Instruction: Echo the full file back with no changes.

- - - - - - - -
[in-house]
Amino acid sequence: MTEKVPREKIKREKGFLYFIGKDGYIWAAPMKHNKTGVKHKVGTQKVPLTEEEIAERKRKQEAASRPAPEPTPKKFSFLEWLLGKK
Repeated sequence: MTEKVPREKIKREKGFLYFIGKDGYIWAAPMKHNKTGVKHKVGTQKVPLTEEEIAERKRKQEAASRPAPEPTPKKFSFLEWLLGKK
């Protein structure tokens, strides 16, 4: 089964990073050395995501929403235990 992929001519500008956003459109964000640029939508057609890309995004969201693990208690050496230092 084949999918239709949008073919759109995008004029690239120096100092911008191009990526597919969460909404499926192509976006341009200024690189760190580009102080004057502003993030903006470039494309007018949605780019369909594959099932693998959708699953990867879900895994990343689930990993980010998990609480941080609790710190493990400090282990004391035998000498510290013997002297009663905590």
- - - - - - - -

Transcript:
[in-house]
Amino acid sequence: MTEKVPREKIKREKGFLYFIGKDGYIWAAPMKHNKTGVKHKVGTQKVPLTEEEIAERKRKQEAASRPAPEPTPKKFSFLEWLLGKK
Repeated sequence: MTEKVPREKIKREKGFLYFIGKDGYIWAAPMKHNKTGVKHKVGTQKVPLTEEEIAERKRKQEAASRPAPEPTPKKFSFLEWLLGKK
């Protein structure tokens, strides 16, 4: 089964990073050395995501929403235990 992929001519500008956003459109964000640029939508057609890309995004969201693990208690050496230092 084949999918239709949008073919759109995008004029690239120096100092911008191009990526597919969460909404499926192509976006341009200024690189760190580009102080004057502003993030903006470039494309007018949605780019369909594959099932693998959708699953990867879900895994990343689930990993980010998990609480941080609790710190493990400090282990004391035998000498510290013997002297009663905590």